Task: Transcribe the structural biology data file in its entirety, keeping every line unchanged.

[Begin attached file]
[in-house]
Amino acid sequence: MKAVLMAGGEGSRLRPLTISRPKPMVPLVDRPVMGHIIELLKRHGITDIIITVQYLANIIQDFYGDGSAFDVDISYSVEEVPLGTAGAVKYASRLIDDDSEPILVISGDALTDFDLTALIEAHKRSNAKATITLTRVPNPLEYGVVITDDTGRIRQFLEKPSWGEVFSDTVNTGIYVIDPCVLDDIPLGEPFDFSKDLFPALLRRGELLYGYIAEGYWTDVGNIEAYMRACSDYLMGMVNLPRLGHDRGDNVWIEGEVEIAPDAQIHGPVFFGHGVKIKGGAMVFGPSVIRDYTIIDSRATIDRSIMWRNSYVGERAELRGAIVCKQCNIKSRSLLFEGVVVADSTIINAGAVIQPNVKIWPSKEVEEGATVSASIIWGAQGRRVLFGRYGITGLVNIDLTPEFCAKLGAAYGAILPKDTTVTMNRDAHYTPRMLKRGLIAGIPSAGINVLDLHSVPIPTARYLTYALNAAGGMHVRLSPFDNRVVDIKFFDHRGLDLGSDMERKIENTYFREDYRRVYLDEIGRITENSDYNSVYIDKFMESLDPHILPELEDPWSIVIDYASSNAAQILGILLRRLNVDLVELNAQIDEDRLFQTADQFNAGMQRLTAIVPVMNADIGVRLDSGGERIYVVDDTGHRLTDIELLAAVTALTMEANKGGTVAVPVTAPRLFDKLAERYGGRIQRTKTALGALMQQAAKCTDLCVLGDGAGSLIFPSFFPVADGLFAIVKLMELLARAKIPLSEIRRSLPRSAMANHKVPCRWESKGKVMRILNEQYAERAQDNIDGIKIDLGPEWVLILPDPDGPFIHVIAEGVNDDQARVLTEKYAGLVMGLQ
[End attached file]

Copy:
[in-house]
Amino acid sequence: MKAVLMAGGEGSRLRPLTISRPKPMVPLVDRPVMGHIIELLKRHGITDIIITVQYLANIIQDFYGDGSAFDVDISYSVEEVPLGTAGAVKYASRLIDDDSEPILVISGDALTDFDLTALIEAHKRSNAKATITLTRVPNPLEYGVVITDDTGRIRQFLEKPSWGEVFSDTVNTGIYVIDPCVLDDIPLGEPFDFSKDLFPALLRRGELLYGYIAEGYWTDVGNIEAYMRACSDYLMGMVNLPRLGHDRGDNVWIEGEVEIAPDAQIHGPVFFGHGVKIKGGAMVFGPSVIRDYTIIDSRATIDRSIMWRNSYVGERAELRGAIVCKQCNIKSRSLLFEGVVVADSTIINAGAVIQPNVKIWPSKEVEEGATVSASIIWGAQGRRVLFGRYGITGLVNIDLTPEFCAKLGAAYGAILPKDTTVTMNRDAHYTPRMLKRGLIAGIPSAGINVLDLHSVPIPTARYLTYALNAAGGMHVRLSPFDNRVVDIKFFDHRGLDLGSDMERKIENTYFREDYRRVYLDEIGRITENSDYNSVYIDKFMESLDPHILPELEDPWSIVIDYASSNAAQILGILLRRLNVDLVELNAQIDEDRLFQTADQFNAGMQRLTAIVPVMNADIGVRLDSGGERIYVVDDTGHRLTDIELLAAVTALTMEANKGGTVAVPVTAPRLFDKLAERYGGRIQRTKTALGALMQQAAKCTDLCVLGDGAGSLIFPSFFPVADGLFAIVKLMELLARAKIPLSEIRRSLPRSAMANHKVPCRWESKGKVMRILNEQYAERAQDNIDGIKIDLGPEWVLILPDPDGPFIHVIAEGVNDDQARVLTEKYAGLVMGLQ